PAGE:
I park the car, hide my keys, and set out, running clockwise. The rock is my companion, watching me, looking down from steeps and heights, not austerely, not unkindly nor yet tenderly. Keeping me in sight, keeping an eye on me.


Everywhere I go on earth I run; I feel the place then, I connect with its earth. I breathe its air. Well, no, not quite everywhere: not in sacred places – not on the Temple Mount, not at the Shrine of Remembrance.


The first time I came to Uluru, I drove here with my Dad. I parked and leaped from the car, crying, See you soon, Dad. Just going for a run to the top.

On the way up I discovered no-one ‘just runs to the top’. Too high, too steep, too tough.

On the way down I encountered an old old man, torturously creeping, pulling himself upward hand over hand by the safety chain. The old man looked up and our eyes met. He smiled. I said Hello Dad.

Preposterous ambitions. Absurd.

Only after descending carefully to the car park did we find the Notice: Anangu prefer that you do not climb the Rock.


Over the twenty years since, I have come here and run, again and again, always to find myself surrounded by crowds drawn to the celebrity rock, the “icon”. The thought grew in me that I was running around a cliché.

But this time I am alone and – beyond doubting – the great silent rock is real, sanctity manifest. 

Only self doubt now: Is this alright? Do I offend?

I run alone but doubt keeps pace: What are you doing here?

My day’s work done, my afternoon prayer said, I come at sunset, the day’s dying moment, its moment of truth. That fragment of suspended time when a great peace settles upon the wild places. The earth exhales, blows out the light. And waits for evening.


Your complexion, pitted and scarred. What was your youth, your birth? Those gouges – what violence tore out such chunks? The battered old face, past vanity, gazes down, mute. You don’t say nothing/You must know something…


Ahead and above, a gracile arc of stone, seventy metres high, five metres wide, a bow stretched by the Archer a small way from the mother rock, admits a beam of last light from the vanishing sun. It is a benison, a gift to one alone, an old plodding jogger, come to pay respect.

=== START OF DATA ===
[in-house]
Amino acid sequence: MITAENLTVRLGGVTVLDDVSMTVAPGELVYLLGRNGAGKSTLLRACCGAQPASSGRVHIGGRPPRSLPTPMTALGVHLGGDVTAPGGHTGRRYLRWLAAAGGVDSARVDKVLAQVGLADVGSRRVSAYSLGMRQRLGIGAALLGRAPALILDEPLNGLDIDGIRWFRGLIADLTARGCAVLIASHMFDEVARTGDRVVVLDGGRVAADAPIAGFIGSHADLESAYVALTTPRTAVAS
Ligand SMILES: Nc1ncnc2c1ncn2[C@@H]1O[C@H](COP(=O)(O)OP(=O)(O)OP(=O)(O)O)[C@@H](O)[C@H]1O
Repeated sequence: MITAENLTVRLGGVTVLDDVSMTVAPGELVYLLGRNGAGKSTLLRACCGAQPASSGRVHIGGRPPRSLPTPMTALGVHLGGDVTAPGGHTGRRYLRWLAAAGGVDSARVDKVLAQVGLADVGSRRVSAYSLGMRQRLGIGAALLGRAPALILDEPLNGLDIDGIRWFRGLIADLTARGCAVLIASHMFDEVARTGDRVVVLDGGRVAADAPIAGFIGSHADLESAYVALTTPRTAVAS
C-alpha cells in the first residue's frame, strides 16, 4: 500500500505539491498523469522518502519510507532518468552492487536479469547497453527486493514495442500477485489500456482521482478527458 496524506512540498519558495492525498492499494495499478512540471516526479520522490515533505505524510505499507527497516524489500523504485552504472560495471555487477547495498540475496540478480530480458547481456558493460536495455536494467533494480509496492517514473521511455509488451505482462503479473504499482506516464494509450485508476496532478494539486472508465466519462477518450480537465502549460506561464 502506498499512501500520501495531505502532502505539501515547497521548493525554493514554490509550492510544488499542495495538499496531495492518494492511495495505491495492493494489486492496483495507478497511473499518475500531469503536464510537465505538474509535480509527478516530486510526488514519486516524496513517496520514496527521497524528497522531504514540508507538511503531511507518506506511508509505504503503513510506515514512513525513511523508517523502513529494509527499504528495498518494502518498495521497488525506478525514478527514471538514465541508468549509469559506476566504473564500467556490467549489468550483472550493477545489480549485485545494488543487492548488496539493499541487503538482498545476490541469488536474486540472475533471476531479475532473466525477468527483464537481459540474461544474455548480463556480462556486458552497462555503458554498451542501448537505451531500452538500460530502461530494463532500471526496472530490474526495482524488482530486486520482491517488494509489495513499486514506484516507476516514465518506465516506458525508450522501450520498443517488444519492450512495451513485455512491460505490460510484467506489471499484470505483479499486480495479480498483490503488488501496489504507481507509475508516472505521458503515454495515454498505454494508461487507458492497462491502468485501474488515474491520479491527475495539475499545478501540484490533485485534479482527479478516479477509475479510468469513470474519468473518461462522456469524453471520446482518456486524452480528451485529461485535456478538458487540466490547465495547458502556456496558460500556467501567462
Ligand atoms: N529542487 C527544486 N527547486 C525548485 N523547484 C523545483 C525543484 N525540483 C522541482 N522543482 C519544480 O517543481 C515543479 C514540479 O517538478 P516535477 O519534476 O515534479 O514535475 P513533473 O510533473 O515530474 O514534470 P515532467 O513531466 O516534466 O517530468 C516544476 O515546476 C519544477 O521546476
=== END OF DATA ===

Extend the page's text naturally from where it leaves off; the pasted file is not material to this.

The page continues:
Around the first bend now, the late sunlight dims behind me, I run deeper into silence. The road, the paved human arteriole that links me to my comfortable world, is long behind. No-one who passes along that road will dream I might be here. Alone, with the great rock. 


The walls of stone, fawn in late sunlight, chocolate as I set out, darken, deepen, solidify. The Rock, too dense now for colour, is pure form. Bulky, tremendous, powerful beyond my thought or racing fear, my companion is sheer presence. And I, grateful ant, scurry about its foot.


I can barely see the path at my feet. The stars are a carpet of light, unspeakably ancient. The sliver of new moon, a lovely silvery skullcap that sheds no light. This new moon marks the start of the month of Tammuz and the season of lamentation for Jewish people. I look at the great wall on my right: What sorrows do you weep for?


Onward, racing for heat to fight the settling chill, I hear my hard breathing, louder than my soft footfall. Onward, beyond fear of the dark – that one element left to me from distant childhood – I run. I run because I can, I run now because I must; to stop invites dangerous cooling. And were I to stop I’d hear the bush, its frightening noises.